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Property Owners appealed special assessments that the Anchorage Municipal Assembly levied on their lots to pay for recently constructed road, water, and sewer improvement projects benefiting the lots. The Property Owners claimed the special assessments improperly included nearly $1 million in costs from another municipal utility project unrelated to the improvements built for the benefit of their lots. They also claimed the special assessments exceeded limits set by ordinance and that the assessed costs were disproportionate to the benefits provided by the improvements, violating municipal ordinance, charter, and state law. After review, the Alaska Supreme Court concluded the Assembly’s allocation of costs among these projects was supported by substantial evidence and that the ordinance limit the Property Owners relied on did not apply to these assessments. Furthermore, the Court concluded the Property Owners did not rebut the presumption of correctness that attached to the Assembly’s proportionality decisions. Therefore, the Court affirmed the superior court’s decision affirming the Assembly’s special assessment determinations. View "Fink v. Municipality of Anchorage" on Justia Law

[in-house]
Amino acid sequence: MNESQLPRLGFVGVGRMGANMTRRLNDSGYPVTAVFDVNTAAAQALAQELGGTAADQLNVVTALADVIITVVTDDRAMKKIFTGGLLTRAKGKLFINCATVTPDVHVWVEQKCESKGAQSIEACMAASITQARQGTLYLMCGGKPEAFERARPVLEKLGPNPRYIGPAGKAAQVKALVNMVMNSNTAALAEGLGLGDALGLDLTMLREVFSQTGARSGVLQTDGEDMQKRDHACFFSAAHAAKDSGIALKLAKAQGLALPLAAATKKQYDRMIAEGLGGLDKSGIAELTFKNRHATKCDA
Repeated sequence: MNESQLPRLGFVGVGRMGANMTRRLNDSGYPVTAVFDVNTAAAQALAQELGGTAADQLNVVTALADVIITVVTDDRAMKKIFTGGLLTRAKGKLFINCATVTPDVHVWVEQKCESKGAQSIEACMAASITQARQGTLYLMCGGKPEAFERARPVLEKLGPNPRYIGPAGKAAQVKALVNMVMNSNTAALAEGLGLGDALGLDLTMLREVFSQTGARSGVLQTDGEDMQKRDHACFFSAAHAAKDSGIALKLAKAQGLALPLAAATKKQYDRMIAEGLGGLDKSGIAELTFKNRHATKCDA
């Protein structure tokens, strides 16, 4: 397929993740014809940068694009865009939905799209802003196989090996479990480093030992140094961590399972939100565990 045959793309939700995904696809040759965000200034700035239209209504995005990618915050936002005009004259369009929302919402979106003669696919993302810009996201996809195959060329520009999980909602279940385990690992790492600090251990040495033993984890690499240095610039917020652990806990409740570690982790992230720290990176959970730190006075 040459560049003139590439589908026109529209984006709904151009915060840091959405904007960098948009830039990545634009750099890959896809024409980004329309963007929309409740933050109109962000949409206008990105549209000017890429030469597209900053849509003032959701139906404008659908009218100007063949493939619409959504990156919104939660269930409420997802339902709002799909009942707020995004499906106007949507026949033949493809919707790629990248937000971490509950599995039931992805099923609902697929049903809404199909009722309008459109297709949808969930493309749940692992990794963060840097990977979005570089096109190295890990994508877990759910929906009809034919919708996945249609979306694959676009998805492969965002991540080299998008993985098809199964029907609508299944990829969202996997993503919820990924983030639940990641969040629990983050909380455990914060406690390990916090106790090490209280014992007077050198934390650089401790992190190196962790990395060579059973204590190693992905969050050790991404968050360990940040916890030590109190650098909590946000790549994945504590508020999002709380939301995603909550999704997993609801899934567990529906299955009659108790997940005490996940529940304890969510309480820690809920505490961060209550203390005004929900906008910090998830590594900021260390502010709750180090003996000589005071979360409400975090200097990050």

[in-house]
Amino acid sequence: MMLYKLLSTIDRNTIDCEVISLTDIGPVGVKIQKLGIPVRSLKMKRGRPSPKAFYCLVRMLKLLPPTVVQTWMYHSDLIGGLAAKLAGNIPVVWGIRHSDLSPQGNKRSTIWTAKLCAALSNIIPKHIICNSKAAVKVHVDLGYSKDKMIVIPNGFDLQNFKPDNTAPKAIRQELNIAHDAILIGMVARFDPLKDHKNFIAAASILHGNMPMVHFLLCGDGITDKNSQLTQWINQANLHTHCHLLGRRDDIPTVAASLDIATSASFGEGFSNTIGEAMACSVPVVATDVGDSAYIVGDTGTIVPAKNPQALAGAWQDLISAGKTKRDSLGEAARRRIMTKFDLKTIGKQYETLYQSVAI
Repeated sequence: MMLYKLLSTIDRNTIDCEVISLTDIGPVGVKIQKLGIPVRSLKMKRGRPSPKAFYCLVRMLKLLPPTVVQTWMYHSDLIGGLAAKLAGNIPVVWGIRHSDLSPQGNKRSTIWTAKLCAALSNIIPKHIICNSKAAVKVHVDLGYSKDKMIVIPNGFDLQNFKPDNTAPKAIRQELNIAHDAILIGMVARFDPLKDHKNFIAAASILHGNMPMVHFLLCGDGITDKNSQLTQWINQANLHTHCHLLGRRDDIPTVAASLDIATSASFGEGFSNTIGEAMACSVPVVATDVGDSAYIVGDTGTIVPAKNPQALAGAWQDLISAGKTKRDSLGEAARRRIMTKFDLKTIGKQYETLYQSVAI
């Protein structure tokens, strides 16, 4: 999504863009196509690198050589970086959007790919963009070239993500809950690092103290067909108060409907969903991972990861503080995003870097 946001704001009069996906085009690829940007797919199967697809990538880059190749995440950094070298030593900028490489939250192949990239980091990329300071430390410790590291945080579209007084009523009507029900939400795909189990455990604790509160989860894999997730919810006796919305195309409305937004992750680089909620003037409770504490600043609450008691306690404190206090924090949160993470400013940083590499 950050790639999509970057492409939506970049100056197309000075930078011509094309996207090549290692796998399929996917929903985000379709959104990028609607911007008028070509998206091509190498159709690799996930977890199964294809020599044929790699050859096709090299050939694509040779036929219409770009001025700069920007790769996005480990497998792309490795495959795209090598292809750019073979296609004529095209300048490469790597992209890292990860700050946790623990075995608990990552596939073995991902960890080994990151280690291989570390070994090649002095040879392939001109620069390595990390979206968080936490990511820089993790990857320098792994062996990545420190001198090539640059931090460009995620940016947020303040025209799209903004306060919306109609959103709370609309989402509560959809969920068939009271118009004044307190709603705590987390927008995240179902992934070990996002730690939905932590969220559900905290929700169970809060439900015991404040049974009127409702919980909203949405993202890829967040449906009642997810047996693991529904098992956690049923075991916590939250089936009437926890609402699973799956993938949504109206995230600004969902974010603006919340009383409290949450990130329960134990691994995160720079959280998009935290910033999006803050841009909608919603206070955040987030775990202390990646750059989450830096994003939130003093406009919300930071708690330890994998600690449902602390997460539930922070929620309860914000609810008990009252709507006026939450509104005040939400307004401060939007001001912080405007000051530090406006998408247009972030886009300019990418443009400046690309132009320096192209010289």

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The DC Circuit previously ruled that the Due Process Clause does not allow Amtrak to use an arbitration process to impose its preferred metrics and standards on its competitors, notwithstanding their opposition and that of the Federal Railroad Administration. In this case, the court held that severing the arbitration provision in Section 207(d) of the 2008 Passenger Rail Investment and Improvement Act was the proper remedy. The court reasoned that, without an arbitrator's stamp of approval, Amtrak could not unilaterally impose its metrics and standards on objecting freight railroads; no rule would go into effect without the approval and permission of a neutral federal agency; and that brought the process of formulating metrics and standards back into the constitutional fold. View "Association of American Railroads v. DOT" on Justia Law